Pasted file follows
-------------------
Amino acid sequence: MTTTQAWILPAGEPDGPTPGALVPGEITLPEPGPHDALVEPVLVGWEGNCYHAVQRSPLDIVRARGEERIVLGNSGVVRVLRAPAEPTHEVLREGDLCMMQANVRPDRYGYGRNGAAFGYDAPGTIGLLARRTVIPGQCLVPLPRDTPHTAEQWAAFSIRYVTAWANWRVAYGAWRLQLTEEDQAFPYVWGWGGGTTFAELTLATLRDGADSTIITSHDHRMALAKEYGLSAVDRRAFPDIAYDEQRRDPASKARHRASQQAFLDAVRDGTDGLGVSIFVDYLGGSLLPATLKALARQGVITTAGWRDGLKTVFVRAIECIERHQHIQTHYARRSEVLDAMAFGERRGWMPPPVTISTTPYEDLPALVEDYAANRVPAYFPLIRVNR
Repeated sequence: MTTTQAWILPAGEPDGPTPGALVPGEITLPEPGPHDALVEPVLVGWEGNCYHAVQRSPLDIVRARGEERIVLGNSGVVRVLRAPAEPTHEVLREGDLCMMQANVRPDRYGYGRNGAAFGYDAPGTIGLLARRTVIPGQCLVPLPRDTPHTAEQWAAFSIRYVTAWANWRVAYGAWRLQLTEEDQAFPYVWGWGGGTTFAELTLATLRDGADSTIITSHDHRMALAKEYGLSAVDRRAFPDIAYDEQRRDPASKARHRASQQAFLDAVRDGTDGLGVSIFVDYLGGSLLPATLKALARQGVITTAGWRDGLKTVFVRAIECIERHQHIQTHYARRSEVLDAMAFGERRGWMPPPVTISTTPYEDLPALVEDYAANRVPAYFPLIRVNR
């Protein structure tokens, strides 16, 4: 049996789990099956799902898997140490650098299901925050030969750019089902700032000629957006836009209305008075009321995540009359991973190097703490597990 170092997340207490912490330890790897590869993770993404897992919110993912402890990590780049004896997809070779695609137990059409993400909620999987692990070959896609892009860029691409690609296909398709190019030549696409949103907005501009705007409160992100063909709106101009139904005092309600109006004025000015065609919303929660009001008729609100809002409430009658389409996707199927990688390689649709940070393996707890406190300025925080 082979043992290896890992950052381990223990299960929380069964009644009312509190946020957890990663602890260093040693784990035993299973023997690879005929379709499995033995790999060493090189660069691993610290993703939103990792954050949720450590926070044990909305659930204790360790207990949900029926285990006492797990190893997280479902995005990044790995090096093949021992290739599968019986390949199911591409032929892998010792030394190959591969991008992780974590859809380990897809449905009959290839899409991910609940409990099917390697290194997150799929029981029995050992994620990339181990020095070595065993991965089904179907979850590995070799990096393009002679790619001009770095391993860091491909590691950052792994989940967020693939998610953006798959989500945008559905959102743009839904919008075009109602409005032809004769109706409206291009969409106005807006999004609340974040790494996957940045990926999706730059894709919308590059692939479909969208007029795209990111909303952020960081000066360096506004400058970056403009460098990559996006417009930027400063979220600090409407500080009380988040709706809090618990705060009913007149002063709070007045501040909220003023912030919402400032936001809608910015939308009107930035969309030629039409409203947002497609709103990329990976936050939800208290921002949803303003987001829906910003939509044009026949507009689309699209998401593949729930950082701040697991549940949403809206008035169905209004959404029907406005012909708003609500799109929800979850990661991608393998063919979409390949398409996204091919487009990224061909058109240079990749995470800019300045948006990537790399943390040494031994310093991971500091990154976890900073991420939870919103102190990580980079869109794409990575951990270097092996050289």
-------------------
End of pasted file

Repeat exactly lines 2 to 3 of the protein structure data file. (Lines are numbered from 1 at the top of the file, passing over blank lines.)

Repeated sequence: MTTTQAWILPAGEPDGPTPGALVPGEITLPEPGPHDALVEPVLVGWEGNCYHAVQRSPLDIVRARGEERIVLGNSGVVRVLRAPAEPTHEVLREGDLCMMQANVRPDRYGYGRNGAAFGYDAPGTIGLLARRTVIPGQCLVPLPRDTPHTAEQWAAFSIRYVTAWANWRVAYGAWRLQLTEEDQAFPYVWGWGGGTTFAELTLATLRDGADSTIITSHDHRMALAKEYGLSAVDRRAFPDIAYDEQRRDPASKARHRASQQAFLDAVRDGTDGLGVSIFVDYLGGSLLPATLKALARQGVITTAGWRDGLKTVFVRAIECIERHQHIQTHYARRSEVLDAMAFGERRGWMPPPVTISTTPYEDLPALVEDYAANRVPAYFPLIRVNR
């Protein structure tokens, strides 16, 4: 049996789990099956799902898997140490650098299901925050030969750019089902700032000629957006836009209305008075009321995540009359991973190097703490597990 170092997340207490912490330890790897590869993770993404897992919110993912402890990590780049004896997809070779695609137990059409993400909620999987692990070959896609892009860029691409690609296909398709190019030549696409949103907005501009705007409160992100063909709106101009139904005092309600109006004025000015065609919303929660009001008729609100809002409430009658389409996707199927990688390689649709940070393996707890406190300025925080 082979043992290896890992950052381990223990299960929380069964009644009312509190946020957890990663602890260093040693784990035993299973023997690879005929379709499995033995790999060493090189660069691993610290993703939103990792954050949720450590926070044990909305659930204790360790207990949900029926285990006492797990190893997280479902995005990044790995090096093949021992290739599968019986390949199911591409032929892998010792030394190959591969991008992780974590859809380990897809449905009959290839899409991910609940409990099917390697290194997150799929029981029995050992994620990339181990020095070595065993991965089904179907979850590995070799990096393009002679790619001009770095391993860091491909590691950052792994989940967020693939998610953006798959989500945008559905959102743009839904919008075009109602409005032809004769109706409206291009969409106005807006999004609340974040790494996957940045990926999706730059894709919308590059692939479909969208007029795209990111909303952020960081000066360096506004400058970056403009460098990559996006417009930027400063979220600090409407500080009380988040709706809090618990705060009913007149002063709070007045501040909220003023912030919402400032936001809608910015939308009107930035969309030629039409409203947002497609709103990329990976936050939800208290921002949803303003987001829906910003939509044009026949507009689309699209998401593949729930950082701040697991549940949403809206008035169905209004959404029907406005012909708003609500799109929800979850990661991608393998063919979409390949398409996204091919487009990224061909058109240079990749995470800019300045948006990537790399943390040494031994310093991971500091990154976890900073991420939870919103102190990580980079869109794409990575951990270097092996050289």